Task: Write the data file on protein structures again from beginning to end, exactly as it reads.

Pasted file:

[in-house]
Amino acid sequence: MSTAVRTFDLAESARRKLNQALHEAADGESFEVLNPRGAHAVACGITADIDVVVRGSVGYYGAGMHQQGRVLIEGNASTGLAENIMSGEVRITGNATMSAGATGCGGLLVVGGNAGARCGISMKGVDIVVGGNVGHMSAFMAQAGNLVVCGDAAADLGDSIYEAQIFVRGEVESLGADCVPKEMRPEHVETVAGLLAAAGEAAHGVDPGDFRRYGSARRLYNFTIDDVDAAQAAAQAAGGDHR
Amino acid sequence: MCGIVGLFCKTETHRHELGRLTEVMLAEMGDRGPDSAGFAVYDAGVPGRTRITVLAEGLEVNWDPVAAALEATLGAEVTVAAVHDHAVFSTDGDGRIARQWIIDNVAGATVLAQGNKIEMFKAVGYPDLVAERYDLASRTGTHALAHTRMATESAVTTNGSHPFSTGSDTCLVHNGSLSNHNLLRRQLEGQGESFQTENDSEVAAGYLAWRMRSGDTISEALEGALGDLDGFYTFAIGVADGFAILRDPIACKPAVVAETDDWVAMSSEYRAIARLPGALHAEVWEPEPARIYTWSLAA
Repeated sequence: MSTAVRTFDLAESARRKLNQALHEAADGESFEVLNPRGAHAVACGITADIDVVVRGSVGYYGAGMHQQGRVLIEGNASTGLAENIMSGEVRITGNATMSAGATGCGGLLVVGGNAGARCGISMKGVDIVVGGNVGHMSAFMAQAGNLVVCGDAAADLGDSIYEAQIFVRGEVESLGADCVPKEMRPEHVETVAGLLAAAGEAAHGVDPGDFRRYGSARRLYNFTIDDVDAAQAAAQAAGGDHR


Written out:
[in-house]
Amino acid sequence: MSTAVRTFDLAESARRKLNQALHEAADGESFEVLNPRGAHAVACGITADIDVVVRGSVGYYGAGMHQQGRVLIEGNASTGLAENIMSGEVRITGNATMSAGATGCGGLLVVGGNAGARCGISMKGVDIVVGGNVGHMSAFMAQAGNLVVCGDAAADLGDSIYEAQIFVRGEVESLGADCVPKEMRPEHVETVAGLLAAAGEAAHGVDPGDFRRYGSARRLYNFTIDDVDAAQAAAQAAGGDHR
Amino acid sequence: MCGIVGLFCKTETHRHELGRLTEVMLAEMGDRGPDSAGFAVYDAGVPGRTRITVLAEGLEVNWDPVAAALEATLGAEVTVAAVHDHAVFSTDGDGRIARQWIIDNVAGATVLAQGNKIEMFKAVGYPDLVAERYDLASRTGTHALAHTRMATESAVTTNGSHPFSTGSDTCLVHNGSLSNHNLLRRQLEGQGESFQTENDSEVAAGYLAWRMRSGDTISEALEGALGDLDGFYTFAIGVADGFAILRDPIACKPAVVAETDDWVAMSSEYRAIARLPGALHAEVWEPEPARIYTWSLAA
Repeated sequence: MSTAVRTFDLAESARRKLNQALHEAADGESFEVLNPRGAHAVACGITADIDVVVRGSVGYYGAGMHQQGRVLIEGNASTGLAENIMSGEVRITGNATMSAGATGCGGLLVVGGNAGARCGISMKGVDIVVGGNVGHMSAFMAQAGNLVVCGDAAADLGDSIYEAQIFVRGEVESLGADCVPKEMRPEHVETVAGLLAAAGEAAHGVDPGDFRRYGSARRLYNFTIDDVDAAQAAAQAAGGDHR